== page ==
Novel Nano Particle Developed for Cancer Therapy

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A University of Texas at Arlington physicist working to create a luminous nanoparticle to apply in security-related radiation detection may have instead fell upon an advance in photodynamic cancer therapy.

Professor of physics and co-director of UT Arlington's Center for Security Advances Via Applied Nanotechnology, Wei Chen , was testing a copper-cysteamine complex created in his lab when he found unexplained decreases in its luminescence, or light emitting power, over a time-lapse exposure to X-rays. Delving deeper into the matter, he discovered that the nanoparticles, called Cu-Cy, were losing energy as they released singlet oxygen, a toxic byproduct that is used to damage cancer cells in photodynamic therapy.

Because Chen also is leading federally funded cancer research, he knew he had discovered something extraordinary. Testing showed that the Cu-Cy nanoparticles, in combination with X-ray exposure, drastically slowed tumor growth in lab studies.

"This new idea is simpler and better than previous photodynamic therapy methods. You don't need as many steps. This material alone can do the job. It is the most promising thing we have found in these cancer studies and we've been looking at this for a long time," said Chen.

Chen's research is set to be published in the August edition of the Journal of Biomedical Nanotechnologyunder the title "A New X-Ray Activated Nanoparticle Photosensitizer for Cancer Treatment." Co-authors are Lun Ma, a research assistant professor, and Xiaoju Zou, a research associate.

The University has also filed an interim copyright application on the new endeavor.

Photodynamic therapy, or PDT, hurts cancer cells when a photosensitizer introduced into tumor tissue generates toxic singlet oxygen after being exposed to light. In some studies, this light exposure is performed via use of visible or near-infrared lasers. Other studies have found additional success by also introducing luminescent nanoparticles into the tumor. Researchers activate the luminescent nanoparticle with near-infrared light or X-rays, which in turn activates the photosensitizer.

Both techniques have their disadvantages for treating deep tissue cancers. They are either inept or the light source needed to activate them doesn't penetrate deep enough. Chen notes that X-ray inducible Cu-Cy particles are far superior to current photosensitizers because the X-rays can penetrate deep into tissue. Additionally, Cu-Cy nanoparticles don't need other photosensitizes to be effective so the treatment is more convenient, efficient and cost-effective.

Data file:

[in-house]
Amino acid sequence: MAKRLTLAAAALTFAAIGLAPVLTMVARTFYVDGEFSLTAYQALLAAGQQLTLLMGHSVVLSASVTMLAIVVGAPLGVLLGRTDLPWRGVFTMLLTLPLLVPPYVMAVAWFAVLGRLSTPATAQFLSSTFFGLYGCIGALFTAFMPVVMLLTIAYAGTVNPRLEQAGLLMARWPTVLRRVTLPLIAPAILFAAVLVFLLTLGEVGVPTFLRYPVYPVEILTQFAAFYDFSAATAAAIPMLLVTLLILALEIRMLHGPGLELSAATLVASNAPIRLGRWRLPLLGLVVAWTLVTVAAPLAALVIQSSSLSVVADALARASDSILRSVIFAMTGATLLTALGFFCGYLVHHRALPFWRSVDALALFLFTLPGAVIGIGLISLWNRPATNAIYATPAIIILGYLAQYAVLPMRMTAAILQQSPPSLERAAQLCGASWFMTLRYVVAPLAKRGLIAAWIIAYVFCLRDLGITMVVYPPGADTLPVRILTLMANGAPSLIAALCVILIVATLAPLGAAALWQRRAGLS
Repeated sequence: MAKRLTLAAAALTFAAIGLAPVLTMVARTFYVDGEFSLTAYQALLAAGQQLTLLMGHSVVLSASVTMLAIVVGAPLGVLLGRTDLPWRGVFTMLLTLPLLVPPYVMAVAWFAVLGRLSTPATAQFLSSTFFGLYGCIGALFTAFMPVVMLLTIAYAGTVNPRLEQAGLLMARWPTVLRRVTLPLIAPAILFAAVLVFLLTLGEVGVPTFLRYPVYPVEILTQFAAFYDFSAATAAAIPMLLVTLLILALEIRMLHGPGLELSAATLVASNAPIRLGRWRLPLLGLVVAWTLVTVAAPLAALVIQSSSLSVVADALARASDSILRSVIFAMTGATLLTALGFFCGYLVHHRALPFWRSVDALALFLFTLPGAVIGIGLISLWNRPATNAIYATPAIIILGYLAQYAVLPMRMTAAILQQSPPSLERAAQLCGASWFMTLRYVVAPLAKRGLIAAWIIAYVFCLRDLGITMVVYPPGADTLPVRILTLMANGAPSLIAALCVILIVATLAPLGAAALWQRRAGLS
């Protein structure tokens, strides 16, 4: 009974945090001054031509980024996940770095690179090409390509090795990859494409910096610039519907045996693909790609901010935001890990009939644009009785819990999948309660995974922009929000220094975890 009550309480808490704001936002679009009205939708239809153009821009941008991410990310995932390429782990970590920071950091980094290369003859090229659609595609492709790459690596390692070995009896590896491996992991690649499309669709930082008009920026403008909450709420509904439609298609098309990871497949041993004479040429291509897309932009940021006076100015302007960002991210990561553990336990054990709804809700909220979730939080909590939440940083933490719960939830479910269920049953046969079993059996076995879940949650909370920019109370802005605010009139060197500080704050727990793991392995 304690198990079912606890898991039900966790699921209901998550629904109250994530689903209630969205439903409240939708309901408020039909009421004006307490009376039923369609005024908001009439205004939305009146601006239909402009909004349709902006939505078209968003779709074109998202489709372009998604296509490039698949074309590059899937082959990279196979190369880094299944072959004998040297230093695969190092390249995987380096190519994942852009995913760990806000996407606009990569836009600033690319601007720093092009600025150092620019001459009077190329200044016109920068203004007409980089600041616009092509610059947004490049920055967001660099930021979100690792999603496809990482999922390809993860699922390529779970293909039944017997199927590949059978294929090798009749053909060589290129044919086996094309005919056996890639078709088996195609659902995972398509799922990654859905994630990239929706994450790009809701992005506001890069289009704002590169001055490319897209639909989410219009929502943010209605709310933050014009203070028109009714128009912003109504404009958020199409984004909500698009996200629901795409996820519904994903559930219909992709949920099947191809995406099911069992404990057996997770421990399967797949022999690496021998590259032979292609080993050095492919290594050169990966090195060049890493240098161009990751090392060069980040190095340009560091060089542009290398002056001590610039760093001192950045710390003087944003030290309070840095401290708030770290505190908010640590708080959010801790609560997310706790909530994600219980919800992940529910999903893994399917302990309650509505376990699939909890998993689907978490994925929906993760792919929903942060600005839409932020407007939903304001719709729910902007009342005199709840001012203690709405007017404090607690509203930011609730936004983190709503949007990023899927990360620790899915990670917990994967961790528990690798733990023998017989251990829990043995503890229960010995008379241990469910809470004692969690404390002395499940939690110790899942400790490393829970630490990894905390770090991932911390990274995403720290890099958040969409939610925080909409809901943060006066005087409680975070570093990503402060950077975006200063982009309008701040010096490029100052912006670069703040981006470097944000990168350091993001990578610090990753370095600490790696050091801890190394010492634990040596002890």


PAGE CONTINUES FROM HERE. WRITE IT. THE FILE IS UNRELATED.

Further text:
"Dr. Chen's commitment to his work in cancer-related therapy, as well as his work in the area of homeland security, demonstrates the wide-ranging applications and great value of basic science research. These advances have the potential to change the way some cancers are treated and make therapy more effective - a benefit that would be boundless," said vice president for research at UT Arlington, Carolyn Cason.

Chen's team tested the Cu-Cy on human breast and prostate cancer cells in the lab and found it to be a useful and effective treatment when combined with X-ray exposure. In one test, for instance, a tumor treated with Cu-Cy injection and X-ray exposure stayed virtually the same size over a 13-day period while a tumor without the full treatment grew by three times.

Another benefit of the new nanoparticle is a low toxicity to healthy cells. Furthermore, Cu-Cy's intense photoluminescence and X-ray luminescence can be used for cell imaging, according to the paper.

Details of the crystal structure and optical properties of the new complex are being published in an upcoming paper from the Journal of Materials Chemistry. Chen continues to pursue photodynamic cancer therapy research under a grant from the Department of Defense Congressionally Directed Medical Research Programs and with collaborations from industry. He said further research would include reducing the size of the Cu-Cy nanoparticle to make it more easily absorbed in the tumor tissue.

"For cancer, there is still no good solution yet. Hopefully this nanoparticle can provide some possibilities," he said.


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